Increase in Tobogganing Injuries during the Pandemic

Over the past two winters, children have had limited opportunities to socialize and engage in recreational and organized activities with their friends. As such, many have taken to their local toboggan hills. Unfortunately, with the increase in tobogganing, has come an increase in tobogganing injuries. In January 2021, the Montreal Children’s Hospital reported that tobogganing injuries were at a record high. In January 2022, the Hospital reported that tobogganing injuries continued to raise alarms at their Trauma Centre. The January 2022 article noted the following statistics:

• >50 patients consulted the MCH ED for tobogganing-related injuries since December 10, 2021. For the same period in the 5 years preceding the pandemic, on average, the MCH sees 20 cases.

• 67% were the result of hitting/crashing into a hard object such as walls, fences, trees, tables, rocks and poles. 22% fell off their toboggan and 11% collided or were hit by another person.

• Over 82% reported wearing NO helmet.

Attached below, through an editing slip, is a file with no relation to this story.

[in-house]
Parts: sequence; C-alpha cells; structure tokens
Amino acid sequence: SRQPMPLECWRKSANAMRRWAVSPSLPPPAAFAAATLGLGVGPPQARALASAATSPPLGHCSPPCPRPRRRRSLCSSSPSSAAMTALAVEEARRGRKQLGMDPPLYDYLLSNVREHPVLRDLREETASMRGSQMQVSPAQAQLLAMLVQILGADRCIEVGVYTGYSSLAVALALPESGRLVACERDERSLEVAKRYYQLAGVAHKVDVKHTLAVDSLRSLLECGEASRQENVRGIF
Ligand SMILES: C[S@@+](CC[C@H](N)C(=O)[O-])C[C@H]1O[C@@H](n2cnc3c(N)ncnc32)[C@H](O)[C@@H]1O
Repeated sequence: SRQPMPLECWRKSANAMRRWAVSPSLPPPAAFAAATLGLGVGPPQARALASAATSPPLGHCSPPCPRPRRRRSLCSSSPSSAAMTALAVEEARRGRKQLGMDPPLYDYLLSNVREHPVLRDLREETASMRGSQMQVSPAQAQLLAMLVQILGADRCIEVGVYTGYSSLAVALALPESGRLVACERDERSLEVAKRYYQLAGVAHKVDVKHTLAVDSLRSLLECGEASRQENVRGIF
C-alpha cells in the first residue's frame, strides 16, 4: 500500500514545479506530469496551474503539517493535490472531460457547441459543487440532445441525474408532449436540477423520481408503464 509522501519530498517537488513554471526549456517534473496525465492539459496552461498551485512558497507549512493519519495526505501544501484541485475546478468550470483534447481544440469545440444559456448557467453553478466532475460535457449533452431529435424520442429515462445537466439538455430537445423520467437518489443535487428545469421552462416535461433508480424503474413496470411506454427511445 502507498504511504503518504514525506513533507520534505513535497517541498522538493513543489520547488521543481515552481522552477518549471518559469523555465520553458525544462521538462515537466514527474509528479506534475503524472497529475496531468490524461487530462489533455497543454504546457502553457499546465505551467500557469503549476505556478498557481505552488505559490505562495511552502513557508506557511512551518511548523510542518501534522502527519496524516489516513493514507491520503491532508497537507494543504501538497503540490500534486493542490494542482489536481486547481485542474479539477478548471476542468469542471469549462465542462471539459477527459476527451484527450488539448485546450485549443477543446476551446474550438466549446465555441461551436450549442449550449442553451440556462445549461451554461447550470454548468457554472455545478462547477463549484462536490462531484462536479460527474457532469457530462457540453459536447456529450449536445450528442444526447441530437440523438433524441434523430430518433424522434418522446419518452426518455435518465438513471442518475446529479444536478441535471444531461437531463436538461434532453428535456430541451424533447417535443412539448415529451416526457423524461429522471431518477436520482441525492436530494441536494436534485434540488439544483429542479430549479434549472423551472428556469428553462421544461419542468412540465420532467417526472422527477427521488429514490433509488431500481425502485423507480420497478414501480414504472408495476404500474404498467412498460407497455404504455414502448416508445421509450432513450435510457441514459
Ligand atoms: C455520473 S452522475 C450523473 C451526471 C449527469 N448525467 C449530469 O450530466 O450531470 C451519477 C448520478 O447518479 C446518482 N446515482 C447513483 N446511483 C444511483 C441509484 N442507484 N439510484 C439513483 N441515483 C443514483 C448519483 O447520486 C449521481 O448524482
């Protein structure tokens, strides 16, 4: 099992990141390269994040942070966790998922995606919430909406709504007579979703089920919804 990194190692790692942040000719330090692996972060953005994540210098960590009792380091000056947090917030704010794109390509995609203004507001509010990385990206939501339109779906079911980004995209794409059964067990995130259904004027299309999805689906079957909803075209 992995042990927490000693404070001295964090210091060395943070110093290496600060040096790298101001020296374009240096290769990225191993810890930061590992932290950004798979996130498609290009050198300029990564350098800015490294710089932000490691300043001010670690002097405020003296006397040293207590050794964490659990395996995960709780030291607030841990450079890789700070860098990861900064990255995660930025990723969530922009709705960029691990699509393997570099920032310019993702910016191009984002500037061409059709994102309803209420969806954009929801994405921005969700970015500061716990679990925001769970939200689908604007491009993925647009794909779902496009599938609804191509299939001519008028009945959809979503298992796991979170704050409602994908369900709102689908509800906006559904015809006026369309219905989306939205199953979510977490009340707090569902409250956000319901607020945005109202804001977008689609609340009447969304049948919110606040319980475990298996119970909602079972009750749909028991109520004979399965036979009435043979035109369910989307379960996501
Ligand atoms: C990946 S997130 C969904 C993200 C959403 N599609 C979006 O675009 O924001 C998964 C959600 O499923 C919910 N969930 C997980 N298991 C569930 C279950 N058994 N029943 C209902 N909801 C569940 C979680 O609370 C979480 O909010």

• The age ranged from 1-15 years with 40% under 6 years of age.

A lot of these injuries relate to the fact that toboggans are generally very difficult to control. This results in collisions either with an object or another person. When you combine this with the fact that snow can hide or camouflage dangers on the toboggan hill, it is not surprising that serious injuries can result from this beloved winter activity.

Given the above, it is important to take appropriate precautions to ensure our children are safe while on the toboggan hill. Parachute, Canada’s national charity dedicated to injury prevention, recommends the following safety tips when tobogganing:

• Inspect your toboggan to ensure it is in good condition
• Use sliding equipment with good brakes and steering
• Dress warmly
• Use the safest position while tobogganing – kneeling
• Look out for others (move quickly to the side and walk up and away from the sliding path after finishing a run)
• Wear a ski helmet (which are designed for use in cold weather and for similar falls and speeds)

Tobogganing is a fun winter activity that has a number of benefits including socializing with friends and getting fresh air and exercise. However, it is not without risks. Following the above recommendations will help ensure you stay safe this season.

About the Authors

A born-and-raised Barrie resident, Karen knows and loves her community. She is proud to be a partner in one of Canada’s most successful personal injury law firms—right in her own backyard. Karen joined Oatley Vigmond in 2013 as an associate lawyer. She holds a BA from Queen’s University and her Juris Doctor from Bond University in Australia. Prior to being called to the Bar in January 2013, Karen articled at a well-known personal injury law firm in Toronto.

To learn more about Karen, please click here.